If you find an asbestos problem during a renovation, make sure you check out the regulations. Some local governments do not allow DIY asbestos removal. Almost all local jurisdictions require a removal permit. The tough part may be disposing of the contaminated material. In many places, any amount of asbestos-contaminated material over one percent must be taken to an approved site.

Once you have the permits and a disposal site, move your family out of the house to keep them safe. Wear a hazmat-type suit c/w boot covers and a hood. Goggles, gloves, and a respirator with minimum P100 filters complete the PPE.

When the material is out of the house and ready for disposal (in sealed bags), bag everything you were wearing including the respirator, and throw it out too.

Should Asbestos be Removed?

Asbestos insulation can cause lung cancer, asbestosis, mesothelioma, and ovarian cancer, among other diseases. Inhaling the small asbestos fibers causes all of the disease. The fibers are released into the air when asbestos is disturbed.

Asbestos is very friable–meaning it crumbles easily or pieces come off especially when rubbed. Asbestos building materials release fibers and dust into the air during renovation and demolition activities including:

  • Drilling.
  • Sawing.
  • Sanding.
  • Removal.
  • Disturbing in any way.
  • Breaking Apart.

Asbestos fibers can also be breathed in when working on automobile brakes and clutches.

There are no significant health risks from the fibers if asbestos is:

  • Left undisturbed.
  • Isolated. In non-living areas such as the attic.
  • Sealed. Behind walls or floors. Unless the drywall and/or taping compound contain asbestos.
  • Tightly bound. Inside products that are in good condition.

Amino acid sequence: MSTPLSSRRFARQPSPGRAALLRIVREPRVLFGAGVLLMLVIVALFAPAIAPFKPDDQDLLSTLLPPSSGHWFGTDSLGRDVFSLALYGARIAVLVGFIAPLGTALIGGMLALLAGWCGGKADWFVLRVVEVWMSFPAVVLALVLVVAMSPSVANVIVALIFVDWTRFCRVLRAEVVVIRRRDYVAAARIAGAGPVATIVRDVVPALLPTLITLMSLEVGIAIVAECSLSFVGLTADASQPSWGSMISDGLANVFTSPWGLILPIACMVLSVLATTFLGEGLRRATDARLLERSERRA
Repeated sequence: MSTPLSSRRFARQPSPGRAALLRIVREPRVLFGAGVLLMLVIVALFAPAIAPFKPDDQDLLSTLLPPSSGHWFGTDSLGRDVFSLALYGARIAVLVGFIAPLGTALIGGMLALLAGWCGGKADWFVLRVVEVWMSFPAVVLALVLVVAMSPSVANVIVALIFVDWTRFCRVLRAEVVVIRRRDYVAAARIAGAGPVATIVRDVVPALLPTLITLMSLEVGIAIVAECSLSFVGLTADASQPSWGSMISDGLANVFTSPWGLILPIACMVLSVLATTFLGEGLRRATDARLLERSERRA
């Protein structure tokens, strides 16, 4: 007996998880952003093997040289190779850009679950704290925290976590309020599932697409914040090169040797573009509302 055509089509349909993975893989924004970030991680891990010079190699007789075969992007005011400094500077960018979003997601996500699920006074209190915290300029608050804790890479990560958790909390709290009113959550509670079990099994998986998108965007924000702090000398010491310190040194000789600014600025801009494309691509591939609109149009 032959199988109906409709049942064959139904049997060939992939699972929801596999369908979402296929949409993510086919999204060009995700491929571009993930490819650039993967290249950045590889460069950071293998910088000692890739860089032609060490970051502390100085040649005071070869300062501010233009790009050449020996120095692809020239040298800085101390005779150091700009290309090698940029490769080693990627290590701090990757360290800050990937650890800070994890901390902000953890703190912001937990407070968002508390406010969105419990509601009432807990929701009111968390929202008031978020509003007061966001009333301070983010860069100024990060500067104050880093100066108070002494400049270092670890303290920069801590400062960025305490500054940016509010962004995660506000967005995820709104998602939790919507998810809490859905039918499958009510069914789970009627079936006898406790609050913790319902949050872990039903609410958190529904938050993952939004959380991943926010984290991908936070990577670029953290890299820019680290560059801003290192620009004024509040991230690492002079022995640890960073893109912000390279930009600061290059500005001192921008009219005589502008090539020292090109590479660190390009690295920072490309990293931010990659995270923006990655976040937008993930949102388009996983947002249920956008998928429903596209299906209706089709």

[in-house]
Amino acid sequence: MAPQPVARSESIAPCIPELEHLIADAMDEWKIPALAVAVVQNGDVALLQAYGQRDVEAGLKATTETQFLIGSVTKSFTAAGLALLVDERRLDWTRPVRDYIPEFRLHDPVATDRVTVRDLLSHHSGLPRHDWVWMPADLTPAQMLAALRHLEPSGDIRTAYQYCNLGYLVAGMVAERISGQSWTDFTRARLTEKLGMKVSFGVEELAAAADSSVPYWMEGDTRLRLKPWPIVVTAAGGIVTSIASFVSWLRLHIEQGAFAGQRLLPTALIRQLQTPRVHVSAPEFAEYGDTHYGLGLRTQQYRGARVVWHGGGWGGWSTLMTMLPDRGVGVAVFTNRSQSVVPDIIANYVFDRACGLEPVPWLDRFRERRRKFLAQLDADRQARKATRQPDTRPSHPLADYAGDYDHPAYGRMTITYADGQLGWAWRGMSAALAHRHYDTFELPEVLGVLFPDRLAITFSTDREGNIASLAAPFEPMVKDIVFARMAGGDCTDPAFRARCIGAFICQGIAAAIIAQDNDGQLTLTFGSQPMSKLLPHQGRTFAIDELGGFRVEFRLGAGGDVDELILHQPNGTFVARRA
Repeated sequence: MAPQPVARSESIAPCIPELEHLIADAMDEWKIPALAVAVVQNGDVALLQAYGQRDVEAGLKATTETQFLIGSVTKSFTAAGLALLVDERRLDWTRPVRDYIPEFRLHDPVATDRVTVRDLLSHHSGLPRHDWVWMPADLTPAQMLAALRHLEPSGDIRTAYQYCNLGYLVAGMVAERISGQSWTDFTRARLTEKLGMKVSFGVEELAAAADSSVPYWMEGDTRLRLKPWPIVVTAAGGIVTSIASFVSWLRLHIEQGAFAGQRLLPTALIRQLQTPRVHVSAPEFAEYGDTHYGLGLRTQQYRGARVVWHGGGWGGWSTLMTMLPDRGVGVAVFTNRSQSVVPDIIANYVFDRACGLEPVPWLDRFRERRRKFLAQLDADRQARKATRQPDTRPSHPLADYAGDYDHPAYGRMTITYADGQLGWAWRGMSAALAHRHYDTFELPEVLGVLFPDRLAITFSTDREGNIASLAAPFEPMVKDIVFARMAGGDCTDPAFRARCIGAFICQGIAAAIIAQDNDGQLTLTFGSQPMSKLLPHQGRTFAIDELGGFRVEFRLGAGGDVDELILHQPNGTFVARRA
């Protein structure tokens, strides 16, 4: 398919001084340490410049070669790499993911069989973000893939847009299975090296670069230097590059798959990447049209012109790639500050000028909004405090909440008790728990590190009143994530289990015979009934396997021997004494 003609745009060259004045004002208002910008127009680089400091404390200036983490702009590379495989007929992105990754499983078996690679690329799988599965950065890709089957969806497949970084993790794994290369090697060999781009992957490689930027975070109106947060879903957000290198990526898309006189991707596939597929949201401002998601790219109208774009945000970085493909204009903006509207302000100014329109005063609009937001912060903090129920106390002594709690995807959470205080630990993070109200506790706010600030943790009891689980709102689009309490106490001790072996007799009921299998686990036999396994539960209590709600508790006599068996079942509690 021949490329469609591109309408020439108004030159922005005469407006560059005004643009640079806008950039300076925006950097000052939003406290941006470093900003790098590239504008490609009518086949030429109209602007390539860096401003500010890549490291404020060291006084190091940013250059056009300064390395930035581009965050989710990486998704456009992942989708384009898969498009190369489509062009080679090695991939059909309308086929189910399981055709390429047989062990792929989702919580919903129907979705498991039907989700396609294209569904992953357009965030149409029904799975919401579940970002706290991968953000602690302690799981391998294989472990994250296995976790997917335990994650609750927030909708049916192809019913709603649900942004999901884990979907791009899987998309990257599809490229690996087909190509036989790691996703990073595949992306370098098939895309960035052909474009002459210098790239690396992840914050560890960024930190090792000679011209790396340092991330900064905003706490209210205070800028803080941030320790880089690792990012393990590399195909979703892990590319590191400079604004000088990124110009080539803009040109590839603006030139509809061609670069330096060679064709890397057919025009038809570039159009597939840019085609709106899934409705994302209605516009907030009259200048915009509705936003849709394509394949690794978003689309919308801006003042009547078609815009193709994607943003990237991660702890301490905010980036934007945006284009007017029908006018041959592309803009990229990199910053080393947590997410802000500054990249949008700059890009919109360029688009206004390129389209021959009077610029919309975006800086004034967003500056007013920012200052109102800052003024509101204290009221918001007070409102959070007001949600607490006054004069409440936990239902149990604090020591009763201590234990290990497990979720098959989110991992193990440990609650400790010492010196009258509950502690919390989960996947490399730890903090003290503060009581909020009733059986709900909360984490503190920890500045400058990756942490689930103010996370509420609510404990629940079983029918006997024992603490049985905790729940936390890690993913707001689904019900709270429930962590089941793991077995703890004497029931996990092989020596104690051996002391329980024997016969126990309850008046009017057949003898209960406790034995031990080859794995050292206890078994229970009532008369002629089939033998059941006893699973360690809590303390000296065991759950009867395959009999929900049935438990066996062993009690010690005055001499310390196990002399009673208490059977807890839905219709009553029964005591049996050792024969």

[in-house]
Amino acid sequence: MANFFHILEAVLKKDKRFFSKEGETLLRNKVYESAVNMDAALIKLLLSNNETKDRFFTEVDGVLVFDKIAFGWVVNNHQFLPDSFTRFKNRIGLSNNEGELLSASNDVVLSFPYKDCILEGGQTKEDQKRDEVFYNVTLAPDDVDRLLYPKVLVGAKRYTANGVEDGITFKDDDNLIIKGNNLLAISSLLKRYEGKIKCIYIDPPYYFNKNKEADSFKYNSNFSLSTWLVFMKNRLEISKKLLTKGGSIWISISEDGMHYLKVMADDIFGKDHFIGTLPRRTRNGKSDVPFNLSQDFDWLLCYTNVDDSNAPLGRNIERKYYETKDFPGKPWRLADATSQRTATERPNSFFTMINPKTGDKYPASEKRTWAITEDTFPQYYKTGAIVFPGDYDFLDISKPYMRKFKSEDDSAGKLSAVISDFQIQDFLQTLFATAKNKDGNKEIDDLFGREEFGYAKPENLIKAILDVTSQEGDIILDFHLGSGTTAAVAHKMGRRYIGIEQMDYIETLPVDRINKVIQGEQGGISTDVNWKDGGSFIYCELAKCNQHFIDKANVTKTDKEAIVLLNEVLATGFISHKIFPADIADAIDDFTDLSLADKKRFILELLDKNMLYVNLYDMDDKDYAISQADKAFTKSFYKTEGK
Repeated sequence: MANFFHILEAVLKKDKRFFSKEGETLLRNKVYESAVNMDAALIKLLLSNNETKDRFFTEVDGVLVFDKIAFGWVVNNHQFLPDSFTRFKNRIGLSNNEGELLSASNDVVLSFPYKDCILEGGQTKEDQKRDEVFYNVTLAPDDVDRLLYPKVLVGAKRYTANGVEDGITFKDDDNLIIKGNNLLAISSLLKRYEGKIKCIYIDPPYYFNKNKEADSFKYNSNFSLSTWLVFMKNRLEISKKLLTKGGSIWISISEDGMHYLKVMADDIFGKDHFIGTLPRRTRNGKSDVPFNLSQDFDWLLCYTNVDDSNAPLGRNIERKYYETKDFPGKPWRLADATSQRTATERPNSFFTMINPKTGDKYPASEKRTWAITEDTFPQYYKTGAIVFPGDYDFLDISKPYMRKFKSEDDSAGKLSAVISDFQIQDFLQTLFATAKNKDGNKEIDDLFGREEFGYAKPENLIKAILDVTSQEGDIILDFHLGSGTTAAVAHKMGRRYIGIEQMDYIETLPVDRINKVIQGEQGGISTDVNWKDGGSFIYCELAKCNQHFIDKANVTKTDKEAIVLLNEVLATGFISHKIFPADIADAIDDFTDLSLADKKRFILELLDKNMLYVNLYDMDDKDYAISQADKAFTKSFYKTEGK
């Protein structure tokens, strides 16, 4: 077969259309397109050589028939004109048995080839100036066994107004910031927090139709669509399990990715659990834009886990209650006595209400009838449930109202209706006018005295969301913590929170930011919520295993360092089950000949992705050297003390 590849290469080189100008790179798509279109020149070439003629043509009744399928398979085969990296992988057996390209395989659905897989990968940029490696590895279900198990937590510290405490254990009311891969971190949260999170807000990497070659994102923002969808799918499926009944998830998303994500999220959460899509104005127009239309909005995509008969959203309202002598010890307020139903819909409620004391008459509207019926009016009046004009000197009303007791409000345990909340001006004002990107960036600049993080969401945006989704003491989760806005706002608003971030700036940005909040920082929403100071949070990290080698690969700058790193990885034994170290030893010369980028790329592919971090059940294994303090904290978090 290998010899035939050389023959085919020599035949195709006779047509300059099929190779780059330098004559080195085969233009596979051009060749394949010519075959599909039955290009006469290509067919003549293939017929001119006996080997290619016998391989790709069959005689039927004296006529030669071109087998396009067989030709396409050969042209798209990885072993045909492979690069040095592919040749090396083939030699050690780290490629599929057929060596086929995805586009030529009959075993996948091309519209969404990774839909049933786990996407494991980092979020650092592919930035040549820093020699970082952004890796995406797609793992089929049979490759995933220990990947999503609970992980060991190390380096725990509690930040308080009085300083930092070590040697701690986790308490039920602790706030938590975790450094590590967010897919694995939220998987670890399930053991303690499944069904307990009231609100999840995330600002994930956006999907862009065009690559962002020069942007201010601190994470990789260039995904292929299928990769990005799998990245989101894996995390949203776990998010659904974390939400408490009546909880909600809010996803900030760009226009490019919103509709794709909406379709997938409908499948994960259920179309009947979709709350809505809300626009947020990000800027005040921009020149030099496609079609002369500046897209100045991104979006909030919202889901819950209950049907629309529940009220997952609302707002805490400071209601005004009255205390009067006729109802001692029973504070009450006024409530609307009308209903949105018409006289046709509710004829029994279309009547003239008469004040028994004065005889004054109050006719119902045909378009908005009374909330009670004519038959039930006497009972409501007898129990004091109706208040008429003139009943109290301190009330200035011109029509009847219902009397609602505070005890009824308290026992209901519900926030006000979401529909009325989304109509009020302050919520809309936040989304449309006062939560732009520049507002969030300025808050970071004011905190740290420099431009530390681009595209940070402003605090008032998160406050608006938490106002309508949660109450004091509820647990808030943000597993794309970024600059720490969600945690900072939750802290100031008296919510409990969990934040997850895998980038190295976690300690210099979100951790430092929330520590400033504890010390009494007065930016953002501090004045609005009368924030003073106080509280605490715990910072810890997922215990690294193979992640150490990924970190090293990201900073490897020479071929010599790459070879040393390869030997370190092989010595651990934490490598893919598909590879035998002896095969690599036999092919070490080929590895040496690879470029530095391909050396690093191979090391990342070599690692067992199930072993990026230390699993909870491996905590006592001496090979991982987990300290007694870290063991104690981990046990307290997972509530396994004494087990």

Asbestos fibers are very small and light. Just opening the attic hatch and going up to look at something is enough to get them moving into the air.

Does Asbestos Get a Bad Rap?

Asbestos is definitely dangerous. It has been classified as a known human carcinogen. These are the groups of people who contract asbestosis, mesothelioma, and asbestos-induced lung cancer. Not homeowners.

  • Asbestos miners. Also asbestos mill workers and asbestos transportation workers.
  • People constantly working with asbestos products. Such as construction workers, shipbuilders, and pipefitters.
  • Families of anyone working with asbestos. (The fibers are carried home on clothing and hair.)
  • People living near asbestos mines or mills.

Even with prolonged high exposure to asbestos, it usually takes 10 to 40 years for symptoms of these diseases to appear. The NIH National Cancer Institute probably provides the best “Don’t panic” information.

“Everyone is exposed to asbestos at some time during their life. Low levels of asbestos are present in the air, water, and soil. However, most people do not become ill from their exposure. People who become ill from asbestos are usually those who are exposed to it on a regular basis, most often in a job where they work directly with the material or through substantial environmental contact.”

Sixty-six countries have now banned the importation and use of asbestos. Almost all of them allow a few exceptions for products like brake pads, and clutch pads. Russia, China, India, and the United States are among those countries that have not joined the ban. Russia is the biggest asbestos miner. China and India are the biggest users.

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Written by Murat